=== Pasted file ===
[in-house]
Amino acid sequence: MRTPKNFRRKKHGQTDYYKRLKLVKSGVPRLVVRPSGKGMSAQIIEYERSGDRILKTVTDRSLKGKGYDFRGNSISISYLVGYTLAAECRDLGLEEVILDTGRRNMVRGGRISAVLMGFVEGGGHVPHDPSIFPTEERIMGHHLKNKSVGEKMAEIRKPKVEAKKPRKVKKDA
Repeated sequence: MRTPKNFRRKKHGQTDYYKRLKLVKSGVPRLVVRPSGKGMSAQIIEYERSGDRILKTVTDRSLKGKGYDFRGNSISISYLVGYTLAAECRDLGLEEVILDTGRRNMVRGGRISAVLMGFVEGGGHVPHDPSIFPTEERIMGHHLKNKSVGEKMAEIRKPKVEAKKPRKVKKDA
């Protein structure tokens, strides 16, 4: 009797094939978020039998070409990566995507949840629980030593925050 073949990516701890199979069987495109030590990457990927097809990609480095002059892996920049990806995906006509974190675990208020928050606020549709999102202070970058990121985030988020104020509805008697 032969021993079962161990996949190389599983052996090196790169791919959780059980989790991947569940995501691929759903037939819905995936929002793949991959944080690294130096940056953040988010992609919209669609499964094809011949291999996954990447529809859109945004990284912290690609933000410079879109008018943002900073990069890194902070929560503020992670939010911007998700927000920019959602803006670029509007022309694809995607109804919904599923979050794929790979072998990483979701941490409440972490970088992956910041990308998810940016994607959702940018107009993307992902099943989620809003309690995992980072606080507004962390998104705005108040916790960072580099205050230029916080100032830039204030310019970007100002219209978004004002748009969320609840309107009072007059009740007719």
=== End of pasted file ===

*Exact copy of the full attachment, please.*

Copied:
[in-house]
Amino acid sequence: MRTPKNFRRKKHGQTDYYKRLKLVKSGVPRLVVRPSGKGMSAQIIEYERSGDRILKTVTDRSLKGKGYDFRGNSISISYLVGYTLAAECRDLGLEEVILDTGRRNMVRGGRISAVLMGFVEGGGHVPHDPSIFPTEERIMGHHLKNKSVGEKMAEIRKPKVEAKKPRKVKKDA
Repeated sequence: MRTPKNFRRKKHGQTDYYKRLKLVKSGVPRLVVRPSGKGMSAQIIEYERSGDRILKTVTDRSLKGKGYDFRGNSISISYLVGYTLAAECRDLGLEEVILDTGRRNMVRGGRISAVLMGFVEGGGHVPHDPSIFPTEERIMGHHLKNKSVGEKMAEIRKPKVEAKKPRKVKKDA
């Protein structure tokens, strides 16, 4: 009797094939978020039998070409990566995507949840629980030593925050 073949990516701890199979069987495109030590990457990927097809990609480095002059892996920049990806995906006509974190675990208020928050606020549709999102202070970058990121985030988020104020509805008697 032969021993079962161990996949190389599983052996090196790169791919959780059980989790991947569940995501691929759903037939819905995936929002793949991959944080690294130096940056953040988010992609919209669609499964094809011949291999996954990447529809859109945004990284912290690609933000410079879109008018943002900073990069890194902070929560503020992670939010911007998700927000920019959602803006670029509007022309694809995607109804919904599923979050794929790979072998990483979701941490409440972490970088992956910041990308998810940016994607959702940018107009993307992902099943989620809003309690995992980072606080507004962390998104705005108040916790960072580099205050230029916080100032830039204030310019970007100002219209978004004002748009969320609840309107009072007059009740007719």